HomeTransfection & Gene EditingLentiviral Production Using X-tremeGENE HP Transfection Reagent

Lentiviral Production Using X-tremeGENE HP Transfection Reagent

Lentiviruses represent a powerful tool in research applications to transduce a wide range of cell types. During virus production, low titers and toxicity can be challenging. This easy-to-use protocol uses X-tremeGENE HP Transfection Reagent for fast and robust lentiviral preparation, with high virus titers being suitable to successfully transduct target cells.

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Packaging Cell Line

TLA-HEK293T (Open Biosystems) This cell line grows adherently and is amenable to serumfree media formulations. When using X-tremeGene HP reagent, adaption to serum-free conditions is not required since this reagent is not impaired by the presence of serum. The cells should be cultured in Opti-MEMR with GlutaMAX (Invitrogen) and 10% fetal bovine serum (FBS). Maintain culture vessels at 37 °C at 10% CO2 in 95% RH.

Expression Vector

pGIPZ (Open Biosystems), or other vectors compatible with second/third generation lentivirus packaging systems encoding eGFP or the appropriate transgene.

Packaging and Envelope Plasmids

psPAX2 and pMD2.G plasmids allow expression of proteins required to produce functional virus particles, resistant to recombination.


A. Lentivirus Supernatant Production

Day 1

  1. Coat appropriate wells of standard 6-well cell culture plate with 1 mL of a sterile aqueous poly-lysine solution at a concentration of 0.01 mg/mL. Incubate for at least 1 hour at room temperature (+15 to +25 °C).
  2. Wash each well twice with 2 mL of sterile water.
  3. Remove water and air dry vessels under sterile conditions.
  4. Split TLA-HEK293T cells into coated wells at ~40-50% confluency the day before transfection, with cells growing in 2 mL growth medium (Opti-MEMR with GlutaMAX, 10% FBS).

Day 2

  1. Remove old media, and add 1.8 mL of fresh medium.
  2. Prepare transfection complex:
    1. Mix library- (pGIPZ), packaging- (psPAX2), and envelope vector (pMD2.G), dissolved in sterile water or TE buffer (pH 7.6) to 2 μg in a 1:2:2 molar stoichiometry (0.53 μg; 0.95 μg,0 .52 μg).
Transfection efficiency

Figure 1.Transfection efficiency after 48 hours. Delivery of high amounts of viral plasmids into packaging cells using X-tremeGENE HP Transfection Reagent. (A) bright field microscopy, (B) fluorescence microscopy.

Note: Plasmid preparations should be of high quality and endotoxin free.

B. Dilute DNA into 0.2 mL transfection medium (serumfree Opti-MEM® medium).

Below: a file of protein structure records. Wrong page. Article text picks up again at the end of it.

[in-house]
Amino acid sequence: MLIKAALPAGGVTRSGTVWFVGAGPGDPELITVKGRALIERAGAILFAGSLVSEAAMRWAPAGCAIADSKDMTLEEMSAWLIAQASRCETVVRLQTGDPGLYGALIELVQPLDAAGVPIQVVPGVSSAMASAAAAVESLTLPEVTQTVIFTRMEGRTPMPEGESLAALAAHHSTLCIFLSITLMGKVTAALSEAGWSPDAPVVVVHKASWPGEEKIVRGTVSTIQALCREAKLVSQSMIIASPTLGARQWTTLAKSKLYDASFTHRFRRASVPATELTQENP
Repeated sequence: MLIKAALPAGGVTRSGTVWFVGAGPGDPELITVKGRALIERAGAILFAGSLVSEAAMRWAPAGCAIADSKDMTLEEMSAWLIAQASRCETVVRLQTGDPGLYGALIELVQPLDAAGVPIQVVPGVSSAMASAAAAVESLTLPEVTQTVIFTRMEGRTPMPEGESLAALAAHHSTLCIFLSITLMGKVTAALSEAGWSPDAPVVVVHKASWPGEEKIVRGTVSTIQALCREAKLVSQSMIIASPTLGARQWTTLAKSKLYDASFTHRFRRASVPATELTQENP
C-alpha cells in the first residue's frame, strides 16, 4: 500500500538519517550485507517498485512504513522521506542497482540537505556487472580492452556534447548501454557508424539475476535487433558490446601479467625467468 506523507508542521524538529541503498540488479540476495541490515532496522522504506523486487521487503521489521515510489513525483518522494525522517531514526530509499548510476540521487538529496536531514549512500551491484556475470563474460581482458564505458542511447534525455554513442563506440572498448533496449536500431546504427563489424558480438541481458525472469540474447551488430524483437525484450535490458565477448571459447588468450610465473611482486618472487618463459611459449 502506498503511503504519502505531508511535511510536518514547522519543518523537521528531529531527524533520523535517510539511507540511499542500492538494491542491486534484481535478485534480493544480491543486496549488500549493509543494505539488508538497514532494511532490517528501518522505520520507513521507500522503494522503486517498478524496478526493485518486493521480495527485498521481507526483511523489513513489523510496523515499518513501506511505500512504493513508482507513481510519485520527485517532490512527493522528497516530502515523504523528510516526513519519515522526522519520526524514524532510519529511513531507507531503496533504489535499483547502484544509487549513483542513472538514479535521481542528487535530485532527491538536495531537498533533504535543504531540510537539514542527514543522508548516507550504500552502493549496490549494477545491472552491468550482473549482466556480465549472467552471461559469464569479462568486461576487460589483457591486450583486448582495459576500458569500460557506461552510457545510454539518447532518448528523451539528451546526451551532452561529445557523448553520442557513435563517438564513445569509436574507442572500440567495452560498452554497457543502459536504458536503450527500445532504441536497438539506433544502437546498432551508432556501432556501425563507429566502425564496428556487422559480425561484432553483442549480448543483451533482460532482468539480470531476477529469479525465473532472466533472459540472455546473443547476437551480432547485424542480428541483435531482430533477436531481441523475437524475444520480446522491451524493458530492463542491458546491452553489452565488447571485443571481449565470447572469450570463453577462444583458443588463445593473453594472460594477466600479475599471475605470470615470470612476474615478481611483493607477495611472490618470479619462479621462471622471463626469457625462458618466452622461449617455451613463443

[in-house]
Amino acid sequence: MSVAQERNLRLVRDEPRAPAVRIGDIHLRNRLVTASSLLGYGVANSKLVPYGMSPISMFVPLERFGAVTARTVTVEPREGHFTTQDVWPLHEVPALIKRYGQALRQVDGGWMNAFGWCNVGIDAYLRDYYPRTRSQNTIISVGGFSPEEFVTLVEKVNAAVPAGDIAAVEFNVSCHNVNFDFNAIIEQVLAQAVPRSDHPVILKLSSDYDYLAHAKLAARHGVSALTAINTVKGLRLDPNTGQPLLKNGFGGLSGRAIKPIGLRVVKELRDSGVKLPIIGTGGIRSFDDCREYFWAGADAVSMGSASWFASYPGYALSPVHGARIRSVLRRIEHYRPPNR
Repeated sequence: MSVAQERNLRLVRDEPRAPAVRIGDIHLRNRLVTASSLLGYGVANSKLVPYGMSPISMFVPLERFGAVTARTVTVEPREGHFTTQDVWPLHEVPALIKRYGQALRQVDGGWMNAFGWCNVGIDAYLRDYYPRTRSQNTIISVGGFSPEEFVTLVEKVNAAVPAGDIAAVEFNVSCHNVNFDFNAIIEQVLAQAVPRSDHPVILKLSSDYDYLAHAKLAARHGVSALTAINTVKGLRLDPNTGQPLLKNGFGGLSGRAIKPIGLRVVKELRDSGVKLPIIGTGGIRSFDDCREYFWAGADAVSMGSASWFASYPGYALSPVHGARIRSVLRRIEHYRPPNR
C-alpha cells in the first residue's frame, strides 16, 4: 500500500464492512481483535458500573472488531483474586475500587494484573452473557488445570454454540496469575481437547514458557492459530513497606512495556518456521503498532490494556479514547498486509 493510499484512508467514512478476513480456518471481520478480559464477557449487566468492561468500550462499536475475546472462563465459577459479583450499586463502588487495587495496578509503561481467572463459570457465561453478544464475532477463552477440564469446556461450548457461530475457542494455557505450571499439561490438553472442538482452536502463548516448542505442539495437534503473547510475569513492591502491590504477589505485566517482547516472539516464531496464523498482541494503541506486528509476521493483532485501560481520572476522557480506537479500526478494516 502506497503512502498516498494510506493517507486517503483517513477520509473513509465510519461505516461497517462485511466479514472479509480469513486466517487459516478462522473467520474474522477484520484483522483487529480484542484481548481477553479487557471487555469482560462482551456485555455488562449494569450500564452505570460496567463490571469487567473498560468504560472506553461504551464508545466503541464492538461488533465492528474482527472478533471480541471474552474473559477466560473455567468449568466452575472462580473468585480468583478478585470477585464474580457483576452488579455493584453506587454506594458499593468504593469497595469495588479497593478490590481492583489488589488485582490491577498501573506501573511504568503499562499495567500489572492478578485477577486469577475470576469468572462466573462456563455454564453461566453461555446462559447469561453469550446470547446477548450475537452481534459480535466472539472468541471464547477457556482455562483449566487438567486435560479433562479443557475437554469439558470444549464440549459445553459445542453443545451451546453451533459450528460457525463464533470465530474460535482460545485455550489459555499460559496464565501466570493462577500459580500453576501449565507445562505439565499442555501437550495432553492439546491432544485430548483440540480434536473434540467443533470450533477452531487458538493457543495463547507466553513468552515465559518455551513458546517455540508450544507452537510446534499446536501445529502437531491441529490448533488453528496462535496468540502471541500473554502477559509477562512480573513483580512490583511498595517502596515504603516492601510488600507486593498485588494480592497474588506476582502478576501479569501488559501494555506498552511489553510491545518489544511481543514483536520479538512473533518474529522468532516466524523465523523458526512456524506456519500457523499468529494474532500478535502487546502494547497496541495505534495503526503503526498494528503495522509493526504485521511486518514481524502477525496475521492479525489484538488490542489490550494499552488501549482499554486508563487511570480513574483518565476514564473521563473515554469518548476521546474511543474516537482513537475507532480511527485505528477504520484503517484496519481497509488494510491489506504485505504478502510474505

C. Add 6 μL of X-tremeGENE HP Reagent, briefly vortex and incubate 15 minutes at room temperature.

3. Carefully add the transfection mixture to the cells and agitate gently to achieve a homogeneous distribution of compounds. 

Day 3

Replace medium with 2 mL of growth medium. Note: the discarded media contains small amounts of virus particles and should be handled as waste according to biosafety level 2.

Day 5

  1. Collect and transfer the virus-containing supernatant to sterile 1.5 mL vial.
  2. Spin at 2000 × g for 10 minutes at -2 to -8 °C and transfer supernatant to new vial.

B. Determination of Virus Titers by Limited Dilution

Day 1

Seed 1 x 104 cells (here also TLA-HEK293T) per well of a poly-lysine coated 96-well plate in a volume of 200 μL of growth medium.

Day 2

  1. Add 40 μL of the virus-containing supernatant to 160 μL of growth medium, supplemented with 8 μg/mL Polybrene.
  2. Dilute 10 μL of the resulting virus solution with an additional 90 μL Polybrene-supplemented growth medium. Repeat dilution procedure at least 5 times.
  3. After removal of medium, add 100 μL of the dilution to the cells (cells grown to ~60% confluency).
  4. After 1 hour, add additional 100 μL of growth medium per well.
  5. Analyze cells 48 hours post transduction. Count GFP-positive cells and multiply by the dilution factor.


To determine whether this protocol produced sufficiently pure and concentrated virus suitable for cell culture applications, cells were transfected according to the procedure described above. Microscopy analysis clearly revealed high levels of GFP expression (<90%) without toxicity (Figure 1).

Furthermore, the microscopy analyses following transduction using the produced virus-containing supernatant revealed yields of GFP-positive cells at 1.2 x 106 pfu/mL. Thus, the protocol established here allows the production of lentiviral viruses in suitable amounts. To avoid multiple insertions of virus DNA into the host genome, it is recommended to infect the cells at a multiplicity of infection (MOI) below 0.1. This protocol provides virus amounts derived from one well of a standard 6-well plate for the transduction of at least 107 cells.

For Research Use Only. Not For Use In Diagnostic Procedures.

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